By Sukhee Kang
Former Mayor of Irvine

One of the most important decisions in Orange County history comes before the Irvine City Council on Tuesday: Whether to make the long-promised Great Park a reality.

The council is scheduled to vote on a $191-milllion proposal from FivePoint Communities. In exchange for a zoning change that would allow the company to convert industrial land to home sites, FivePoint would build and maintain 688 acres of the Great Park, with a guarantee to complete the work in five years.

When I was mayor of Irvine, I worked closely with FivePoint on the comprehensive proposal now before my former City Council colleagues. My biggest regret in leaving office a year ago is that I would be unable to cast my vote for what I believe would be an enormously beneficial project for Southern California, one that future generations would thank us for.

Combined with the portion of the Great Park already completed, FivePoint’s plan would result in 65% of this unrealized treasure being open to the public, with playing fields, hiking trails, dog parks, a wooded canyon and a municipal golf course. Equally important, it would create a long-term funding source to finish the remainder of the park.

The residents of Orange County fought passionately to make sure the former El Toro Marine Corps Air Station was put to good use, and the FivePoint proposal, years in the making, was negotiated in a way that ensures they will finally get the world-class park they deserve.

And what would FivePoint get? It’s asking the City Council for a zoning change to convert land it owns adjacent to the park from industrial uses to 4,606 homes, bringing the total number of homes constructed in the area by FivePoint to 9,500. The company already has approval to build 4 million square feet of industrial — a use that goes dark at night and on weekends — on some of the 2,000 acres it owns around the park.

Here’s the reality: There is no current or anticipated funding source to continue to build the Great Park other than FivePoint. When Gov. Jerry Brown eliminated redevelopment agencies, the only way the Irvine City Council could keep its promise to the voters who supported the Great Park was to create a public-private partnership. We must make this work by setting aside politics and finding compromises. I would like to see completion of this park development in 20 years.

To be sure, FivePoint has a vested interest in seeing the park built. The first homes in its Great Park development were completed this fall, and most people would rather live next to a beautiful public park than hundreds of acres of a fenced-off former military base. But there’s a lot more to its involvement than selling homes.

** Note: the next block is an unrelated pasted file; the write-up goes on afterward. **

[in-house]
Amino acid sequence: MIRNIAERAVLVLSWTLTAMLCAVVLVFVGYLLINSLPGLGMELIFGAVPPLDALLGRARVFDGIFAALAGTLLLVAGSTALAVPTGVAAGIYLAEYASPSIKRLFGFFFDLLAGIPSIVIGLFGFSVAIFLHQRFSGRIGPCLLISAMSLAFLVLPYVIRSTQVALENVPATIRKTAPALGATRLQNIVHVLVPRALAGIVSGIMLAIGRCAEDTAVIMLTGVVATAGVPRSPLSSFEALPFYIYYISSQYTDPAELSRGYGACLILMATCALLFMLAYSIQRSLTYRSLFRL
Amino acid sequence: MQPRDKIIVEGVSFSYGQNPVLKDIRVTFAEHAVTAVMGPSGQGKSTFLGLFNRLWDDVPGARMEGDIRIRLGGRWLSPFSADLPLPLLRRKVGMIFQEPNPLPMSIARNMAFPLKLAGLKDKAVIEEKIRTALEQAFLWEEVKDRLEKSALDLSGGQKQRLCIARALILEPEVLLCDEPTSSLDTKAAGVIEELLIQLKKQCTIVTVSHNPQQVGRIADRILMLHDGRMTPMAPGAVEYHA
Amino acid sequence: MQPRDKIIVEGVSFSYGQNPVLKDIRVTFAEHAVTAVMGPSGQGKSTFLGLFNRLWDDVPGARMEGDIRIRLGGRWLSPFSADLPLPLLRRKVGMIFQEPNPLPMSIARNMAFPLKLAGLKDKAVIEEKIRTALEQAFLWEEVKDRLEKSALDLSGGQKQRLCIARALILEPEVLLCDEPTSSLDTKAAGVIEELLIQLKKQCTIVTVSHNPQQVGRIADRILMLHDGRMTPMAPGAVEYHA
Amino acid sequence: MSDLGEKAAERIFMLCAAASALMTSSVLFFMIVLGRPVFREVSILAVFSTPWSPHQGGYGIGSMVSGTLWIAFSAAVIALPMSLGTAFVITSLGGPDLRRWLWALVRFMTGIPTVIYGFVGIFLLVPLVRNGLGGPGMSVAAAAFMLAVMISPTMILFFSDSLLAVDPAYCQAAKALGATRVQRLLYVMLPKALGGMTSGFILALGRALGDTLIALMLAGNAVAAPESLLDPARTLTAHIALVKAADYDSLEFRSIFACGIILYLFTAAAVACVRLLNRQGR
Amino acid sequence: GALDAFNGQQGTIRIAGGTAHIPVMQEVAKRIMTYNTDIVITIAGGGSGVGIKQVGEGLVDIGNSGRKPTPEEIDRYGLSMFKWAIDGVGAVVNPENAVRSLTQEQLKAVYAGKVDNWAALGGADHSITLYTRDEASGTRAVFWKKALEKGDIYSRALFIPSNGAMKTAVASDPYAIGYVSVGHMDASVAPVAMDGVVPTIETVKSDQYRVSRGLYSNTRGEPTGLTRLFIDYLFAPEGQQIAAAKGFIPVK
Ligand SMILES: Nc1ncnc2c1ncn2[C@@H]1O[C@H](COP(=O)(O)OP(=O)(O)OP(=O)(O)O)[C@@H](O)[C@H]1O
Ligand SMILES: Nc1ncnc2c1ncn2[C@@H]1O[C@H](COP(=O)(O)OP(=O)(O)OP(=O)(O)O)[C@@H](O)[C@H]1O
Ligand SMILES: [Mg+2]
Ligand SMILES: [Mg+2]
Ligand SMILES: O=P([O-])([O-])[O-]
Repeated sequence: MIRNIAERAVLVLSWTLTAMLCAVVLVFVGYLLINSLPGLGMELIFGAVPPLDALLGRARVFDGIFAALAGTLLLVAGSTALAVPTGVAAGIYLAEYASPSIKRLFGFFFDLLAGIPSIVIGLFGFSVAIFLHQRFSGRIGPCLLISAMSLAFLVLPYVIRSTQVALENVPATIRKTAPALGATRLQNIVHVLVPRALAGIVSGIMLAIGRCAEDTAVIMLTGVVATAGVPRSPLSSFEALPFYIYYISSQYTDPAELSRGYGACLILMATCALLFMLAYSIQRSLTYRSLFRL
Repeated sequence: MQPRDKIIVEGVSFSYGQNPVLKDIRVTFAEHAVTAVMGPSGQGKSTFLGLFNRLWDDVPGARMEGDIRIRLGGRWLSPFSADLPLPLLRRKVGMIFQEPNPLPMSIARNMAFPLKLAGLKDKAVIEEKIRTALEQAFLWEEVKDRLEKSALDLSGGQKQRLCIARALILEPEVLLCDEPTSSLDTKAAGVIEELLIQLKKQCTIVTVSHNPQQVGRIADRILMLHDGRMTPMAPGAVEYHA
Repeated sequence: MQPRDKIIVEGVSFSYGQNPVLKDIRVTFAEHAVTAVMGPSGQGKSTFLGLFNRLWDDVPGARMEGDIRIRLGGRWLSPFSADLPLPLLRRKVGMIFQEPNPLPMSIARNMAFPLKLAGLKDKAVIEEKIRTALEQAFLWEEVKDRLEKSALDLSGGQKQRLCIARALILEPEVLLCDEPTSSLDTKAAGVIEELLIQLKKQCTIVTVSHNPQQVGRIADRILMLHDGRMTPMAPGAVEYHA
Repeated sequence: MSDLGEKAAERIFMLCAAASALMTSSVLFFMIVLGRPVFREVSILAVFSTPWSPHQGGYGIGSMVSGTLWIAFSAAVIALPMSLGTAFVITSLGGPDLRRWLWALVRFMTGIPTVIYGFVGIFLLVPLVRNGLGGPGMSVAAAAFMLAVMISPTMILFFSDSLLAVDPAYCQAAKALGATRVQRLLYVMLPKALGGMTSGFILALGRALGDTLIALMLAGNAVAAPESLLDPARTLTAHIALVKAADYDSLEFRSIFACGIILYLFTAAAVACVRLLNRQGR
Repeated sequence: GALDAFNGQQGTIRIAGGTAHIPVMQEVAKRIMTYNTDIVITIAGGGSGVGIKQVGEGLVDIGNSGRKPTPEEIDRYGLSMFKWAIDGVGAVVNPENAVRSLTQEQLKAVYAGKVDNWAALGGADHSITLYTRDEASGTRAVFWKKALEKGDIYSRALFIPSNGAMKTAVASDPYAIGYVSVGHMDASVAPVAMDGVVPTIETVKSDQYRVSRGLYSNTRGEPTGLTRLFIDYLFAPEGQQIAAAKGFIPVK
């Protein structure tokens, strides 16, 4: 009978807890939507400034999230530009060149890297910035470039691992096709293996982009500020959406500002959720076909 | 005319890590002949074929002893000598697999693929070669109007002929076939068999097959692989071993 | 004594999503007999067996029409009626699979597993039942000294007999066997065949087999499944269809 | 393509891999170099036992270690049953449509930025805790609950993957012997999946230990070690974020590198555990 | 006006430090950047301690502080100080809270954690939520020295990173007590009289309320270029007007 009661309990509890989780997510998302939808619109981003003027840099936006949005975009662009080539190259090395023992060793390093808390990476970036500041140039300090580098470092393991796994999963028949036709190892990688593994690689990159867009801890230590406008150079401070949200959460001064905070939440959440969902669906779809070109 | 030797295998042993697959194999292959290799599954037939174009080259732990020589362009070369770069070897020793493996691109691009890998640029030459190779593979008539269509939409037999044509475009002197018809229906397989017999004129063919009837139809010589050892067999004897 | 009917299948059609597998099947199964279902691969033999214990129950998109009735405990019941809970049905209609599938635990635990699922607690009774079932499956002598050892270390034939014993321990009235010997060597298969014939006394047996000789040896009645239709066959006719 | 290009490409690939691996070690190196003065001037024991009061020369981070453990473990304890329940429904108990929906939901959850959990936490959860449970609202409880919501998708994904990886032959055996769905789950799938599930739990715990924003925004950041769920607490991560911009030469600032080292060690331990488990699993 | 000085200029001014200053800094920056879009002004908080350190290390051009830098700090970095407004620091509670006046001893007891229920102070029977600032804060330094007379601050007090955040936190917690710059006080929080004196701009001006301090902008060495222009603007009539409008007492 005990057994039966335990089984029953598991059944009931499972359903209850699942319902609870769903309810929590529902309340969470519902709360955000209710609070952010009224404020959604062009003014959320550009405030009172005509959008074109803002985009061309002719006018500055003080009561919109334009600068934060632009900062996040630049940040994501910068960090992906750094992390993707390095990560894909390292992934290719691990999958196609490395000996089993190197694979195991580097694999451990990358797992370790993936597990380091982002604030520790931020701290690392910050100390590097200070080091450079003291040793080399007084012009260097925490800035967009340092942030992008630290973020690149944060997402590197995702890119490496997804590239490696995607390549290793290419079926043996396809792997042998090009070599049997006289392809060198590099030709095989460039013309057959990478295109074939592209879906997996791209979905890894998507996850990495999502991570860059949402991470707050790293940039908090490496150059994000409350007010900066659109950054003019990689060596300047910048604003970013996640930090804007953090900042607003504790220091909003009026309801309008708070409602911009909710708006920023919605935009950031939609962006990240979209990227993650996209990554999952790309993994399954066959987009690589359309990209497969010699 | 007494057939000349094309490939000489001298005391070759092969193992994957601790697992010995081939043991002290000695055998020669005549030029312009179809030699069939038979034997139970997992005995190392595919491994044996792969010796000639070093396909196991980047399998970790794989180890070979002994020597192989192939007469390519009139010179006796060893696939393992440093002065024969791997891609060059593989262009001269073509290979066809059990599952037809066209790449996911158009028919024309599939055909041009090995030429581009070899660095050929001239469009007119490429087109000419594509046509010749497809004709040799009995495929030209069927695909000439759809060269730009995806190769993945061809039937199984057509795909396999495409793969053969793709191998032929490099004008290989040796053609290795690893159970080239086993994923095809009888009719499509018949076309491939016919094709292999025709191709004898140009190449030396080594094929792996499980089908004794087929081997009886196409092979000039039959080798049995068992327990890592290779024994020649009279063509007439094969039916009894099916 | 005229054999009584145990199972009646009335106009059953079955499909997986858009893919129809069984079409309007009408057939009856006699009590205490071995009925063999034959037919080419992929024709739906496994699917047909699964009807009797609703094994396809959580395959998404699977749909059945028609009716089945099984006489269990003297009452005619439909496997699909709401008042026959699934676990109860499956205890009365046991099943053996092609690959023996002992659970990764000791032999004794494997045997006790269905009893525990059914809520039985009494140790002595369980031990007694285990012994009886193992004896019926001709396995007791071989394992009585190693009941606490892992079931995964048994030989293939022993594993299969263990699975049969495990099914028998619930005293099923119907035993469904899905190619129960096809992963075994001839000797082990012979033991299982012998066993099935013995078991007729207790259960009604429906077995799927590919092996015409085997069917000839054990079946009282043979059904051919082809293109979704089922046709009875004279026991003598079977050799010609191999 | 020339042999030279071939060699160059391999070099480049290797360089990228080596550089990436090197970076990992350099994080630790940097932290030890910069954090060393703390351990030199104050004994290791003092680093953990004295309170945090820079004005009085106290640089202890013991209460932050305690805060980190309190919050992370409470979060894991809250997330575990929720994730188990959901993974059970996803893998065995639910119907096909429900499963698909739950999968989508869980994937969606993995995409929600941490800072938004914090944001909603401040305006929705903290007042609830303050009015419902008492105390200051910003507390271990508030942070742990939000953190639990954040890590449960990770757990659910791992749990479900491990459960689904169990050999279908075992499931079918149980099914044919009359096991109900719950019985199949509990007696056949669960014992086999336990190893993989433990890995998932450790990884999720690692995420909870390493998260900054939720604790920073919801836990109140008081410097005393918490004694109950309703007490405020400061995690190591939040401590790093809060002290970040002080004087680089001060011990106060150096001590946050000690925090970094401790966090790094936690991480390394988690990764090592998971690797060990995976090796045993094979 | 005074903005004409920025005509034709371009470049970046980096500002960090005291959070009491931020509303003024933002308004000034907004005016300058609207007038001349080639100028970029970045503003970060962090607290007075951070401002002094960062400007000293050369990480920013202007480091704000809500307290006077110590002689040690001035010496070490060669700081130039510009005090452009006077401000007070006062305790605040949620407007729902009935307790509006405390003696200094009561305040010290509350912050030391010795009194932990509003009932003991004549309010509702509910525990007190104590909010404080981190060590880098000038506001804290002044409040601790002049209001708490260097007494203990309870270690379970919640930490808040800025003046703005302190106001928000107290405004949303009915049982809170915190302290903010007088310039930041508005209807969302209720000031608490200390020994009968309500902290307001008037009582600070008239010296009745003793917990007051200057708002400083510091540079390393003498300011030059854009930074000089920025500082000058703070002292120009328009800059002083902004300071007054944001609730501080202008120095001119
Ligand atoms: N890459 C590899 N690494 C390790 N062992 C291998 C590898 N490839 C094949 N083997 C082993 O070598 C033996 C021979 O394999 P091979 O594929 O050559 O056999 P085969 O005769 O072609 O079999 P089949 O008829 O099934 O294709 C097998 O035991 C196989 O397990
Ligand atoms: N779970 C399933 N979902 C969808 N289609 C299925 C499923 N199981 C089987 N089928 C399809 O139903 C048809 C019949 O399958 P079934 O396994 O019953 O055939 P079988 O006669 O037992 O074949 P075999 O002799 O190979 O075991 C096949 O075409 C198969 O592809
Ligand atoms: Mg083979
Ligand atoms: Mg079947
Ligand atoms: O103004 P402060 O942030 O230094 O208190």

Add it up, and FivePoint already has nearly $500 million invested in the Great Park. FivePoint’s additional investment will ensure that a park consistent with much of the Great Park master plan actually comes to fruition.

I worked personally with FivePoint as it hashed out details for more than two years with staff from the Great Park and the city of Irvine. At three hearings, the FivePoint proposal was deemed consistent with the Great Park master plan.

Critics today focus on what’s missing. One element they’ve focused on is a man-made canyon, which was actually removed from the plan two years ago after if was discovered that the land on which it was to be built is actually outside the park’s boundaries. FivePoint has made clear that it won’t be building the entire park, but the parts it is proposing are already in the master plan, with some minor adjustments.

For example, FivePoint’s proposal adds less than 7% to the size of a sports park that has always been a central part of the plan. It increases the size of features such as Bee Canyon, the bosque and agricultural areas. It would also preserve a crucial wildlife corridor, keeping it exactly the size called for in the master plan. The golf course, which was part of the original proposal approved by Orange County voters, is designed to be a multi-use park with trails, and it could be made into a passive park rather than a golf course at some point.

Other parts of the master plan can be implemented later by the city at its discretion. For example, FivePoint’s proposal includes funding to begin the planning for a cultural terrace as envisioned in the master plan.

The choice before the City Council members is clear: They should take a crucial step toward a truly great park with a committed private partner.